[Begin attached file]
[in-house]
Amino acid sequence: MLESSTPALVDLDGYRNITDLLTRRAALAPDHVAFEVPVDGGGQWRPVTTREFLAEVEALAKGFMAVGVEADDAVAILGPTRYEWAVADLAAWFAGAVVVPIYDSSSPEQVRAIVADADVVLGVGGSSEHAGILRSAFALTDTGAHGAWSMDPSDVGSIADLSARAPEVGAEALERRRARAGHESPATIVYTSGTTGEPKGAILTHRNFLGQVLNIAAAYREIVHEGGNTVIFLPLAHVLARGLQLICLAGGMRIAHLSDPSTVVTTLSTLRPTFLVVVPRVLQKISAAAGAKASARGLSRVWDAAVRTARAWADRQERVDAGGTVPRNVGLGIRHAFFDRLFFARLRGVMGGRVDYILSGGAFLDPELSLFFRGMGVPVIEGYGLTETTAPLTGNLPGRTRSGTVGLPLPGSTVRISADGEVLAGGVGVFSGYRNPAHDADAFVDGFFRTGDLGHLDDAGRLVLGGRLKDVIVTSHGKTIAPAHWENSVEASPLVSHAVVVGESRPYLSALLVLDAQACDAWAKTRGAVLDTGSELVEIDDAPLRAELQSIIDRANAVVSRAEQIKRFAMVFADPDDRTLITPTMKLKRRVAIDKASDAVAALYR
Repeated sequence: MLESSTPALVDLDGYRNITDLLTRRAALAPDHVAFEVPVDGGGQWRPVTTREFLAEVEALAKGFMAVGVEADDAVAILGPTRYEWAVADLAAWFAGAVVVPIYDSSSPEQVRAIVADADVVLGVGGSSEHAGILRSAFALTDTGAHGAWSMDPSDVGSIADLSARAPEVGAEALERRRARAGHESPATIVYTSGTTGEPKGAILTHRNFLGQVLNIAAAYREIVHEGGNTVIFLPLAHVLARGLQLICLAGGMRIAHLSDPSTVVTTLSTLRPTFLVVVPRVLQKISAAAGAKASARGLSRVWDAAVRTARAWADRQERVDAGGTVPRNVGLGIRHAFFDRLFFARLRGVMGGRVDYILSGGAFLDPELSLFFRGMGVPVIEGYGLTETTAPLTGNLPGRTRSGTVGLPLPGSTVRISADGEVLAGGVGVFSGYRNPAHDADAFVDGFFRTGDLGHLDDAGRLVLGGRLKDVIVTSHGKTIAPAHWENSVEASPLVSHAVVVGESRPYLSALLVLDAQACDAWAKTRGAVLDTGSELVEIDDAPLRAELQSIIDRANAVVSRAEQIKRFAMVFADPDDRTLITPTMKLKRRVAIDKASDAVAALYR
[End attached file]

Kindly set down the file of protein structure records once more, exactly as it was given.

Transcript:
[in-house]
Amino acid sequence: MLESSTPALVDLDGYRNITDLLTRRAALAPDHVAFEVPVDGGGQWRPVTTREFLAEVEALAKGFMAVGVEADDAVAILGPTRYEWAVADLAAWFAGAVVVPIYDSSSPEQVRAIVADADVVLGVGGSSEHAGILRSAFALTDTGAHGAWSMDPSDVGSIADLSARAPEVGAEALERRRARAGHESPATIVYTSGTTGEPKGAILTHRNFLGQVLNIAAAYREIVHEGGNTVIFLPLAHVLARGLQLICLAGGMRIAHLSDPSTVVTTLSTLRPTFLVVVPRVLQKISAAAGAKASARGLSRVWDAAVRTARAWADRQERVDAGGTVPRNVGLGIRHAFFDRLFFARLRGVMGGRVDYILSGGAFLDPELSLFFRGMGVPVIEGYGLTETTAPLTGNLPGRTRSGTVGLPLPGSTVRISADGEVLAGGVGVFSGYRNPAHDADAFVDGFFRTGDLGHLDDAGRLVLGGRLKDVIVTSHGKTIAPAHWENSVEASPLVSHAVVVGESRPYLSALLVLDAQACDAWAKTRGAVLDTGSELVEIDDAPLRAELQSIIDRANAVVSRAEQIKRFAMVFADPDDRTLITPTMKLKRRVAIDKASDAVAALYR
Repeated sequence: MLESSTPALVDLDGYRNITDLLTRRAALAPDHVAFEVPVDGGGQWRPVTTREFLAEVEALAKGFMAVGVEADDAVAILGPTRYEWAVADLAAWFAGAVVVPIYDSSSPEQVRAIVADADVVLGVGGSSEHAGILRSAFALTDTGAHGAWSMDPSDVGSIADLSARAPEVGAEALERRRARAGHESPATIVYTSGTTGEPKGAILTHRNFLGQVLNIAAAYREIVHEGGNTVIFLPLAHVLARGLQLICLAGGMRIAHLSDPSTVVTTLSTLRPTFLVVVPRVLQKISAAAGAKASARGLSRVWDAAVRTARAWADRQERVDAGGTVPRNVGLGIRHAFFDRLFFARLRGVMGGRVDYILSGGAFLDPELSLFFRGMGVPVIEGYGLTETTAPLTGNLPGRTRSGTVGLPLPGSTVRISADGEVLAGGVGVFSGYRNPAHDADAFVDGFFRTGDLGHLDDAGRLVLGGRLKDVIVTSHGKTIAPAHWENSVEASPLVSHAVVVGESRPYLSALLVLDAQACDAWAKTRGAVLDTGSELVEIDDAPLRAELQSIIDRANAVVSRAEQIKRFAMVFADPDDRTLITPTMKLKRRVAIDKASDAVAALYR